Am Donnerstag, 21. September 2006 16:49 schrieb Vlastimil Babka:
> Although the "more secure than MD5" part is now questionable, I suppose
> the "directly available in python" part still holds?
From "What's new in python 2.5"
13.3 The hashlib package
A new hashlib module, written by Gregory P. Smith, has been added to replace
the md5 and sha modules. hashlib adds support for additional secure hashes
(SHA-224, SHA-256, SHA-384, and SHA-512). When available, the module uses
OpenSSL for fast platform optimized implementations of algorithms.
The old md5 and sha modules still exist as wrappers around hashlib to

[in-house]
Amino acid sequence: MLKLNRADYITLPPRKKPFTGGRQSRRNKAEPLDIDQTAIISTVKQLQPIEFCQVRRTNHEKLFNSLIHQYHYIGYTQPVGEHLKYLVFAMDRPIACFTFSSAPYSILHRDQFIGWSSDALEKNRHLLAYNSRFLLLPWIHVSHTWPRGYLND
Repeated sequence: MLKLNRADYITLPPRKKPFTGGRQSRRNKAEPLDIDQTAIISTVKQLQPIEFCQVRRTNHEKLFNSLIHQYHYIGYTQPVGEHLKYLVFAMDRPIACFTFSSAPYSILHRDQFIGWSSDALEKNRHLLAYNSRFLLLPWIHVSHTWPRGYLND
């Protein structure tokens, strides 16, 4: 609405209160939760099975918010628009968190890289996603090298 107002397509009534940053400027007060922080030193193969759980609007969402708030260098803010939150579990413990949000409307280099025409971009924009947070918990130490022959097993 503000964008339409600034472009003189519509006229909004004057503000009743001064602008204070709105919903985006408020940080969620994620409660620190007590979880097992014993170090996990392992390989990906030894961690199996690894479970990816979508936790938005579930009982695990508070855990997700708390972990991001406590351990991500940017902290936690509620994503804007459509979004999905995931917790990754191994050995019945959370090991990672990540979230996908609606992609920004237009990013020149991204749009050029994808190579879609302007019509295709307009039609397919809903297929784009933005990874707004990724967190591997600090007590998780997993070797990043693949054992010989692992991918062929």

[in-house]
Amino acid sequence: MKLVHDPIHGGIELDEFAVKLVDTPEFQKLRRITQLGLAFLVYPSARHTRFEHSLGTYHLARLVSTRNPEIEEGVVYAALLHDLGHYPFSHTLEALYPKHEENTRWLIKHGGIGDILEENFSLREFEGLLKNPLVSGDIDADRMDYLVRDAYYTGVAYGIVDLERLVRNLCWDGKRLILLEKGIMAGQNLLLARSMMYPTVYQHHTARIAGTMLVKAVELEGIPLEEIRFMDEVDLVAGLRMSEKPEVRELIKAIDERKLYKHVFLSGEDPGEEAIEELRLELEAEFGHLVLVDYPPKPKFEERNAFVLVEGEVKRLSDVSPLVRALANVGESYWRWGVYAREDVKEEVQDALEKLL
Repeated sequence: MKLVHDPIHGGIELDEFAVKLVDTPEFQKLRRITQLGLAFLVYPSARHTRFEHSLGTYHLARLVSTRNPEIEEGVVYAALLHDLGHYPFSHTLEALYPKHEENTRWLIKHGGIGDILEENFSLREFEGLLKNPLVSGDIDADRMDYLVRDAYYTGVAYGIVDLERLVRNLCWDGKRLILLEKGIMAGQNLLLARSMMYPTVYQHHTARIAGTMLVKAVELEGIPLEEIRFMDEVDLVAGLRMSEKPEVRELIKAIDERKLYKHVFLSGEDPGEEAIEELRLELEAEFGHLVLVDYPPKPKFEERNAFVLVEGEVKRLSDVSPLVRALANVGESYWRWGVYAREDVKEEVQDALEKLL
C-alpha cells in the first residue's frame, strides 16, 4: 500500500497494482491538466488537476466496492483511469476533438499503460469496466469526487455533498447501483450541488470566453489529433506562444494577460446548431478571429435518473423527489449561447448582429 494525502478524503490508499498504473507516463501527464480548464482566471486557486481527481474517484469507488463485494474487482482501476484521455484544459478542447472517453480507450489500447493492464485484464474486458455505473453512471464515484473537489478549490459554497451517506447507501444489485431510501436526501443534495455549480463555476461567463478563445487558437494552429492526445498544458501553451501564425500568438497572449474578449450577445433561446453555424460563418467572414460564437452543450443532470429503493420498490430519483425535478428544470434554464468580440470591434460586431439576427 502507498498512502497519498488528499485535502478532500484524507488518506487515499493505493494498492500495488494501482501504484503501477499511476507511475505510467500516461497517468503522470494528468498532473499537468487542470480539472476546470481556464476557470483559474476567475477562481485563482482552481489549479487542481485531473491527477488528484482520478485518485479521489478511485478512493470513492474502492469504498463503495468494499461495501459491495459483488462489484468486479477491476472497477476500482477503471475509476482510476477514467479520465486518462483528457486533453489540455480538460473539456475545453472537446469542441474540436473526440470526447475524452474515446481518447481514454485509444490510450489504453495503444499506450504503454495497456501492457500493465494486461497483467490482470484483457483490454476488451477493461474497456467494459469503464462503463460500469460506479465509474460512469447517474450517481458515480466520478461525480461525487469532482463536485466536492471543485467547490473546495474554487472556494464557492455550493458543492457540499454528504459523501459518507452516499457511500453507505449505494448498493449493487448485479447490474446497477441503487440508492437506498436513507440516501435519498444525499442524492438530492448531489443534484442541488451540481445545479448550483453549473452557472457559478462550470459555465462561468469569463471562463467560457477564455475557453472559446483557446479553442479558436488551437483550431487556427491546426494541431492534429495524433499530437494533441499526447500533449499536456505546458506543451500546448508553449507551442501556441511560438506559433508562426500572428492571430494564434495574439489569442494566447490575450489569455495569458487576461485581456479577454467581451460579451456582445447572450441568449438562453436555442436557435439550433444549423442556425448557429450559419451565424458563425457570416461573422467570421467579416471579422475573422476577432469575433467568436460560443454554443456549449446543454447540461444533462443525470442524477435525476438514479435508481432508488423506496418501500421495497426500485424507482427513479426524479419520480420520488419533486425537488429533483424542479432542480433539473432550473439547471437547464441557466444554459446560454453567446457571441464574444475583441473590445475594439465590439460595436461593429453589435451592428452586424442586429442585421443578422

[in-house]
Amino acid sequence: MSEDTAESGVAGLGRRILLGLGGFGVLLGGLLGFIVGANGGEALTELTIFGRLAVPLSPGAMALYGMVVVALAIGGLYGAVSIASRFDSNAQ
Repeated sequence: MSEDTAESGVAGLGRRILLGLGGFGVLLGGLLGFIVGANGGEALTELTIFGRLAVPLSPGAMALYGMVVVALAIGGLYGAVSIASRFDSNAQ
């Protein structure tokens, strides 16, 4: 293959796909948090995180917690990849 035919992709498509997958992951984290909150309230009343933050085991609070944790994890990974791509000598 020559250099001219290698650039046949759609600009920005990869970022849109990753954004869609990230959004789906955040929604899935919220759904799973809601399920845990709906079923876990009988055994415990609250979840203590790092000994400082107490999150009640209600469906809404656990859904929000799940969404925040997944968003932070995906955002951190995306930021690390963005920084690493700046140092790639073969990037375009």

preserve backwards compatibility. The new module's interface is very close to
that of the old modules, but not identical. The most significant difference
is that the constructor functions for creating new hashing objects are named
I think sha256/512 is the only thing that makes sense at the moment, as it
most probably will stay secure for quite a while and we don't have real
alternatives. So imho use sha256, get rid of everything else, because that
rarely improves security, and wait for the nist to define something new
(which will happen, but probably take some years from now).